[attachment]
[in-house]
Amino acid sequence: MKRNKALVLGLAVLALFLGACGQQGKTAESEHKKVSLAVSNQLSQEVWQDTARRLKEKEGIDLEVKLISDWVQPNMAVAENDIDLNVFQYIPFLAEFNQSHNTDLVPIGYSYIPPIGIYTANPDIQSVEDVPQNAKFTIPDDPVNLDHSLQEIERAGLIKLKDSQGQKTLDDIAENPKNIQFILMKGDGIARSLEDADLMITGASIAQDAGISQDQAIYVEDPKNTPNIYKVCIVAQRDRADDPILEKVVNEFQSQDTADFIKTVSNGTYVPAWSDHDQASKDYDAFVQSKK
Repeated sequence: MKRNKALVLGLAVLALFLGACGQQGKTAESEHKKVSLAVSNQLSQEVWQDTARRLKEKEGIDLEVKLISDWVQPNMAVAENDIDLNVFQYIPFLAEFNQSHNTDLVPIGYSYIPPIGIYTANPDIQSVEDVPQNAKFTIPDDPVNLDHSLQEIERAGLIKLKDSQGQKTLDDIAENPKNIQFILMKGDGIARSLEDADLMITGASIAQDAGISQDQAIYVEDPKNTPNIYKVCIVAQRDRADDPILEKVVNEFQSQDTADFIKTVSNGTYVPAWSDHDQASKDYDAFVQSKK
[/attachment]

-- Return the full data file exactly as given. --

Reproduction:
[in-house]
Amino acid sequence: MKRNKALVLGLAVLALFLGACGQQGKTAESEHKKVSLAVSNQLSQEVWQDTARRLKEKEGIDLEVKLISDWVQPNMAVAENDIDLNVFQYIPFLAEFNQSHNTDLVPIGYSYIPPIGIYTANPDIQSVEDVPQNAKFTIPDDPVNLDHSLQEIERAGLIKLKDSQGQKTLDDIAENPKNIQFILMKGDGIARSLEDADLMITGASIAQDAGISQDQAIYVEDPKNTPNIYKVCIVAQRDRADDPILEKVVNEFQSQDTADFIKTVSNGTYVPAWSDHDQASKDYDAFVQSKK
Repeated sequence: MKRNKALVLGLAVLALFLGACGQQGKTAESEHKKVSLAVSNQLSQEVWQDTARRLKEKEGIDLEVKLISDWVQPNMAVAENDIDLNVFQYIPFLAEFNQSHNTDLVPIGYSYIPPIGIYTANPDIQSVEDVPQNAKFTIPDDPVNLDHSLQEIERAGLIKLKDSQGQKTLDDIAENPKNIQFILMKGDGIARSLEDADLMITGASIAQDAGISQDQAIYVEDPKNTPNIYKVCIVAQRDRADDPILEKVVNEFQSQDTADFIKTVSNGTYVPAWSDHDQASKDYDAFVQSKK